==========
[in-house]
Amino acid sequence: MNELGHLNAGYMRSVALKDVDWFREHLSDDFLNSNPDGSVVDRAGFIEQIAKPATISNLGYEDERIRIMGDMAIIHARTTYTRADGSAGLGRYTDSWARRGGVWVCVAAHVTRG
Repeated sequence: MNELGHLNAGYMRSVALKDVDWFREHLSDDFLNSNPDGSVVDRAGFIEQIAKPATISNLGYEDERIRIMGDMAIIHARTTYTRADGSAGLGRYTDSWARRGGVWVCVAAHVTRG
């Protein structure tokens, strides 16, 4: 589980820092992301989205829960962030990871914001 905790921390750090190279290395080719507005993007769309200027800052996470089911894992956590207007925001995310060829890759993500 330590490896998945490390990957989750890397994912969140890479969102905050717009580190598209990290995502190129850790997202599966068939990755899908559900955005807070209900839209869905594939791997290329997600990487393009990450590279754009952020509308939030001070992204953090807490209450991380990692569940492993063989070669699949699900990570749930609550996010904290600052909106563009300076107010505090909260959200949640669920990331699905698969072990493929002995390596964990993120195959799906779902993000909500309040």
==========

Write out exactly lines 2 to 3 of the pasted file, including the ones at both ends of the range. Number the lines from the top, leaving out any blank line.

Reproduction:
Amino acid sequence: MNELGHLNAGYMRSVALKDVDWFREHLSDDFLNSNPDGSVVDRAGFIEQIAKPATISNLGYEDERIRIMGDMAIIHARTTYTRADGSAGLGRYTDSWARRGGVWVCVAAHVTRG
Repeated sequence: MNELGHLNAGYMRSVALKDVDWFREHLSDDFLNSNPDGSVVDRAGFIEQIAKPATISNLGYEDERIRIMGDMAIIHARTTYTRADGSAGLGRYTDSWARRGGVWVCVAAHVTRG